Journal of the New Zealand Medical Association, 02-June-2006, Vol 119 No 1235
Odds and ends of a year’s surgery. A case of appedicitis with general suppurative peritonitis. (Sudden death on eleventh day.)
This case report was written by Philip James, F.R.C.S., Wellington and published in the New Zealand Medical Journal 1906, Volume 5 (19), p39–47
A young healthy man, aged 26, was admitted into Hospital on the evening of the 7th November. I saw him early on the morning of the 8th, and decided to operate at once, as the diagnosis was obvious, and the man was rapidly becoming moribund. On opening the peritoneal cavity a large quantity of fluid containing pus and several faecal concretions escaped. The appendix was gangrenous and had perforated. The abdomen was thoroughly washed out with hot saline and a rubber drain inserted. For many days he was desperately ill, but he gradually improved, pain became less, tongue, which had been like a burnt chip, became moist, and he felt fit to get up when I last saw him on the eighth day after the operation.
I was then absent from the Hospital for three days, owing to illness, and was thunderstruck when I saw in the morning paper on the 12th day that he was dead. He had been seen by the Medical Superintendent the previous evening, and was feeling and looking so well that Dr. Ewart put him down for a liberal diet for the following day.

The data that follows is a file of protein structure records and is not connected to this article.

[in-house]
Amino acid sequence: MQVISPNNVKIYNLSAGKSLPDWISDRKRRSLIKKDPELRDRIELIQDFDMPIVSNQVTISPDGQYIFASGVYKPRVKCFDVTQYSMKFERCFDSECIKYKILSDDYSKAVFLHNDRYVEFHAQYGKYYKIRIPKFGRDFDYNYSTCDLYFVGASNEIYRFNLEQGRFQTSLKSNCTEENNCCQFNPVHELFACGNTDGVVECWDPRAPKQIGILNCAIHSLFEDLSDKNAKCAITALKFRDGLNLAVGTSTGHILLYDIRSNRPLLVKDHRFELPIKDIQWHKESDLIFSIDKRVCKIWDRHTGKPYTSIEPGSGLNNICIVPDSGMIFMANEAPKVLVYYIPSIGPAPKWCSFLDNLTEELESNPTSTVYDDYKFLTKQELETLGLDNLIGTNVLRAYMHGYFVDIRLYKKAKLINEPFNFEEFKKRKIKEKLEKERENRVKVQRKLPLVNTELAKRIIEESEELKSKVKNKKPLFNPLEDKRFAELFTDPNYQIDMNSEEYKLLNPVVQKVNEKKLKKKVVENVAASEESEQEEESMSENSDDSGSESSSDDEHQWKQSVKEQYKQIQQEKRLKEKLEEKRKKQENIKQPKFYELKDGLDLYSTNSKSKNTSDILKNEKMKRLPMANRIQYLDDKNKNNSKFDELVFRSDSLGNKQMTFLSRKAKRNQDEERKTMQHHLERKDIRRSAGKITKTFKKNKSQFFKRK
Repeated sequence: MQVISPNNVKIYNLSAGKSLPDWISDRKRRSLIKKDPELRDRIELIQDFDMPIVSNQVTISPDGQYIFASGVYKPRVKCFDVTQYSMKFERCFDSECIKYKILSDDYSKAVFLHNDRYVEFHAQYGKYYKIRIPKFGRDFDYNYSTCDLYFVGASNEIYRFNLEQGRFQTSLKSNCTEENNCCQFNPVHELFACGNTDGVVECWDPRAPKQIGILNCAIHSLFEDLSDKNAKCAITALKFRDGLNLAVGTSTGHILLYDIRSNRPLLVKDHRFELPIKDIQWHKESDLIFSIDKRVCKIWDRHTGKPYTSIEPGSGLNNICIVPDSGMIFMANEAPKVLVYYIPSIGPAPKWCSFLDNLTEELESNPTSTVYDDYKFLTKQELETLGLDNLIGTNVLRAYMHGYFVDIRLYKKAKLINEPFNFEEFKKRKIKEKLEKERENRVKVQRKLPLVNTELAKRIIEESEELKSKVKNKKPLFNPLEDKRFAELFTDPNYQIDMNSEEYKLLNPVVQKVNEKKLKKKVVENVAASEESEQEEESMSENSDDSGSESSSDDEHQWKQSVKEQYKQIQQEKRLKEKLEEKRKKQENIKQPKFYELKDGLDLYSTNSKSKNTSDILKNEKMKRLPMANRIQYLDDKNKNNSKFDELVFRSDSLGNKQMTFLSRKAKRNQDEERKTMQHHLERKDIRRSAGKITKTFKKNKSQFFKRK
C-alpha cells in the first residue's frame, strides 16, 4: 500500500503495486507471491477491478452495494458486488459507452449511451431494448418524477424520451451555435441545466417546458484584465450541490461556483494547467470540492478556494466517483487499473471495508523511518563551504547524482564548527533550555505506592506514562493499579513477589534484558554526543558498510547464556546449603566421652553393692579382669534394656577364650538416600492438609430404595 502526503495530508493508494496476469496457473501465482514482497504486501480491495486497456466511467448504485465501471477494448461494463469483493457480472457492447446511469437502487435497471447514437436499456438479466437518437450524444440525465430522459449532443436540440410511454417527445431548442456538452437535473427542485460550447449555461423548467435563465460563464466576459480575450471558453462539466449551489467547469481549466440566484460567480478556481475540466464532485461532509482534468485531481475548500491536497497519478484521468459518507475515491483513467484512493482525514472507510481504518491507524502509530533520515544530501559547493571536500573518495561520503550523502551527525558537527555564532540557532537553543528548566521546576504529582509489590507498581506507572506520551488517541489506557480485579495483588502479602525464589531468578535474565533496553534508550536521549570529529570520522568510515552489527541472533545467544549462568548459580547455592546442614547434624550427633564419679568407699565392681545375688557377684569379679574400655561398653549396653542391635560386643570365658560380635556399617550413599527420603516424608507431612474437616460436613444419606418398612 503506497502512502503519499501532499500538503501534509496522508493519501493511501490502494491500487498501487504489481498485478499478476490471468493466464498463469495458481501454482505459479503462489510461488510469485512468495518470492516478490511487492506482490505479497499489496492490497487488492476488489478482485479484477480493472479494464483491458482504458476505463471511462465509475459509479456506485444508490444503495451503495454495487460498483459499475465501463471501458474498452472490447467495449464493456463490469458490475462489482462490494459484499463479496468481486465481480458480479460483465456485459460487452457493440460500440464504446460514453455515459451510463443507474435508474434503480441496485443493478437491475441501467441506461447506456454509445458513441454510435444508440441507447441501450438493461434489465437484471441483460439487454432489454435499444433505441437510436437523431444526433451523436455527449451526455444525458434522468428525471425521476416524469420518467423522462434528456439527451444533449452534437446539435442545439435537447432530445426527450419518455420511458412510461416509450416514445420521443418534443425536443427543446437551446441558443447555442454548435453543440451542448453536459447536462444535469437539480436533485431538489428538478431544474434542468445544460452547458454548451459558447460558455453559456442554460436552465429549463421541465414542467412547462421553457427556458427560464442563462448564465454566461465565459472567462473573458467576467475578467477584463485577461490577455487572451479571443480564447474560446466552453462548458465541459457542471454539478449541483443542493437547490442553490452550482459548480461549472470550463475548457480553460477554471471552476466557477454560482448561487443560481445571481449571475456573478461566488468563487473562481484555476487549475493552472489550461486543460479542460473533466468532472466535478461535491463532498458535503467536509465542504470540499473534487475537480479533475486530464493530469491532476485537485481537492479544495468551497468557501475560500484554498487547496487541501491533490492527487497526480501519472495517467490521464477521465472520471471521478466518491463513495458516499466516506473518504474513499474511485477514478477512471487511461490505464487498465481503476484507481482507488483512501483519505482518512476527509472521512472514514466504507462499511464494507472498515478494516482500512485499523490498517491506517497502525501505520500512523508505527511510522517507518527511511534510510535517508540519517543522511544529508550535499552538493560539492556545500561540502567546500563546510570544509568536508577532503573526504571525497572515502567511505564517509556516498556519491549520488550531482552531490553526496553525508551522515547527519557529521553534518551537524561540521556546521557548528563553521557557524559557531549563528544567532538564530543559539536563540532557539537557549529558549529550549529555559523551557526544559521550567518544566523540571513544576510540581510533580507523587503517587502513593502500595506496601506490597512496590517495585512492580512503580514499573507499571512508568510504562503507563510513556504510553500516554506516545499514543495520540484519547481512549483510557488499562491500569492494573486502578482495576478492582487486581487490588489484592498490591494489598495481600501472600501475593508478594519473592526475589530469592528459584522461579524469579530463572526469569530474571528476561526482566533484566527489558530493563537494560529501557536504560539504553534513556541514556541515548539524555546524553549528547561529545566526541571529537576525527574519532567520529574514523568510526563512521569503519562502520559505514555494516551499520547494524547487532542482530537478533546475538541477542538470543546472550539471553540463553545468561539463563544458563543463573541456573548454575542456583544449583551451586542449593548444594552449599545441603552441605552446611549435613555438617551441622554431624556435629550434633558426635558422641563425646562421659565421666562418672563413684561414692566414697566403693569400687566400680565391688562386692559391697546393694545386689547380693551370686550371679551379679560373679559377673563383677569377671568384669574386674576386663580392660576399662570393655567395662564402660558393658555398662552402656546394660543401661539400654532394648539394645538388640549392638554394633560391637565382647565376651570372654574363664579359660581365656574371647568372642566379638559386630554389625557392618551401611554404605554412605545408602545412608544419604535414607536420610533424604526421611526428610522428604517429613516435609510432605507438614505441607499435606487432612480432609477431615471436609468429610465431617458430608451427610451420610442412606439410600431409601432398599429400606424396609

The nurse in charge reports that he slept until 3.25 a.m., when his breathing suddenly became embarrassed, he lost consciousness, and perspired profusely. He asked if he had had a faint, and said that he felt very weak. After an interval of a few minutes his breathing again became much louder, pupils dilated. Temp., 97° Fahr.; pulse, uncountable. These attacks occurred at intervals of a few minutes, and he died shortly before 4 a.m. For the last ten minutes he had been getting more cyanosed, and was unconscious.
I regret that I did not see the partial post-mortem that was made, but the Assistant House Surgeon reported about 3 oz. or 4 oz. of a brownish fluid in the peritoneal cavity, so that it would seem that the peritoneum had come off the victor in its phagocytic contest. There was a patent foramen ovale, and all the cavities were filled with blood. By some curious oversight the lungs were not examined. This malformation had never been suspected in him, as he was always so strong and healthy, although a brother of his suffered in the same way. I find it impossible to believe that this had anything whatever to do with his death.
To my mind, a much more likely explanation is that he had thrombosis of a large vein in the abdomen, and died of pulmonary embolism. The patent foramen ovale would account for the cavities on both aides of the heart being full of blood.
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